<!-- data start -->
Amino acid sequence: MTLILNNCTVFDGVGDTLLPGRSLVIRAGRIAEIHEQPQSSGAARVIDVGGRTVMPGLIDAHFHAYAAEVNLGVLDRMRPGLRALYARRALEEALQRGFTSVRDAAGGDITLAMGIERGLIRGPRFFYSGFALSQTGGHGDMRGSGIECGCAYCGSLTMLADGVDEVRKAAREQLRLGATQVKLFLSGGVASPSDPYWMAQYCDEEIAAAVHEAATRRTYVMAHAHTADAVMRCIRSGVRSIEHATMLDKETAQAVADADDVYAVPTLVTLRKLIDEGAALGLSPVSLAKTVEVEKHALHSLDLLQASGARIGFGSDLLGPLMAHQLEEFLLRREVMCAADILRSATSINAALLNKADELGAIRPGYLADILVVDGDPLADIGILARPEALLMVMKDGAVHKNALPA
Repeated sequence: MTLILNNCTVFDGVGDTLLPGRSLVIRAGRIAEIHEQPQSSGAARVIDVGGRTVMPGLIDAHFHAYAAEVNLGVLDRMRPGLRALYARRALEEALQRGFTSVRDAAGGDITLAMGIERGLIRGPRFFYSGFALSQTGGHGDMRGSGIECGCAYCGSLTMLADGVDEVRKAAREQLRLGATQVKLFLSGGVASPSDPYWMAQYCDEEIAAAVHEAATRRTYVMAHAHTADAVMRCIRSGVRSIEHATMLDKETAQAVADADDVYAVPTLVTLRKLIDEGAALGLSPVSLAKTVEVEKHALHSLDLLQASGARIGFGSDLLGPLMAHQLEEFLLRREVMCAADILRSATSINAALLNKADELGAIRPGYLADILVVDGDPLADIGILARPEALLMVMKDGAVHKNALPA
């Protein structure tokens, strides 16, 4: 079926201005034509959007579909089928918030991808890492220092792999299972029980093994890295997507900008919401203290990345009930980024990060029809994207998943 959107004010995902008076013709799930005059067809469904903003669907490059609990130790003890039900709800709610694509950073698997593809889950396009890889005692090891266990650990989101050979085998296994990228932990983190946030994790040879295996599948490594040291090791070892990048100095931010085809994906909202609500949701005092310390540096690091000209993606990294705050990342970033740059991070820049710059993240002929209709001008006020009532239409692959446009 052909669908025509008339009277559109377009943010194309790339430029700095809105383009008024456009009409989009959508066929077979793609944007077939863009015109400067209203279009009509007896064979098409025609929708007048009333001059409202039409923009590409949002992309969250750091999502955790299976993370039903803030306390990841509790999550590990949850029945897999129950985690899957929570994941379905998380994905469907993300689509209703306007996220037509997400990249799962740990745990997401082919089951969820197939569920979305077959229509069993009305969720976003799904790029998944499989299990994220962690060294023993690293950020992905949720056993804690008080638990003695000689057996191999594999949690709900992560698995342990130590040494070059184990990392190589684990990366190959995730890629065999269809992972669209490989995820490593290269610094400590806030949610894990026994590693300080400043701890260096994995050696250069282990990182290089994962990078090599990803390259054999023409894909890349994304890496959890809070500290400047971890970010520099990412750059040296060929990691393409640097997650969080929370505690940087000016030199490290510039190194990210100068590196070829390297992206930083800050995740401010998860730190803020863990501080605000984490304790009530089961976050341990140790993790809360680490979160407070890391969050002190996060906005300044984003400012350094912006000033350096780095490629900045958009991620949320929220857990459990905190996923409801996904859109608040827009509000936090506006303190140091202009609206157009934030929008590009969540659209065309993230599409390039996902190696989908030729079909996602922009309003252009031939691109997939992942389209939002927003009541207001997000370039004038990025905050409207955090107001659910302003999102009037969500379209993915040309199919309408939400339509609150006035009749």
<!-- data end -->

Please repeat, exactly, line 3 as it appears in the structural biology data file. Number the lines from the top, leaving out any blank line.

């Protein structure tokens, strides 16, 4: 079926201005034509959007579909089928918030991808890492220092792999299972029980093994890295997507900008919401203290990345009930980024990060029809994207998943 959107004010995902008076013709799930005059067809469904903003669907490059609990130790003890039900709800709610694509950073698997593809889950396009890889005692090891266990650990989101050979085998296994990228932990983190946030994790040879295996599948490594040291090791070892990048100095931010085809994906909202609500949701005092310390540096690091000209993606990294705050990342970033740059991070820049710059993240002929209709001008006020009532239409692959446009 052909669908025509008339009277559109377009943010194309790339430029700095809105383009008024456009009409989009959508066929077979793609944007077939863009015109400067209203279009009509007896064979098409025609929708007048009333001059409202039409923009590409949002992309969250750091999502955790299976993370039903803030306390990841509790999550590990949850029945897999129950985690899957929570994941379905998380994905469907993300689509209703306007996220037509997400990249799962740990745990997401082919089951969820197939569920979305077959229509069993009305969720976003799904790029998944499989299990994220962690060294023993690293950020992905949720056993804690008080638990003695000689057996191999594999949690709900992560698995342990130590040494070059184990990392190589684990990366190959995730890629065999269809992972669209490989995820490593290269610094400590806030949610894990026994590693300080400043701890260096994995050696250069282990990182290089994962990078090599990803390259054999023409894909890349994304890496959890809070500290400047971890970010520099990412750059040296060929990691393409640097997650969080929370505690940087000016030199490290510039190194990210100068590196070829390297992206930083800050995740401010998860730190803020863990501080605000984490304790009530089961976050341990140790993790809360680490979160407070890391969050002190996060906005300044984003400012350094912006000033350096780095490629900045958009991620949320929220857990459990905190996923409801996904859109608040827009509000936090506006303190140091202009609206157009934030929008590009969540659209065309993230599409390039996902190696989908030729079909996602922009309003252009031939691109997939992942389209939002927003009541207001997000370039004038990025905050409207955090107001659910302003999102009037969500379209993915040309199919309408939400339509609150006035009749």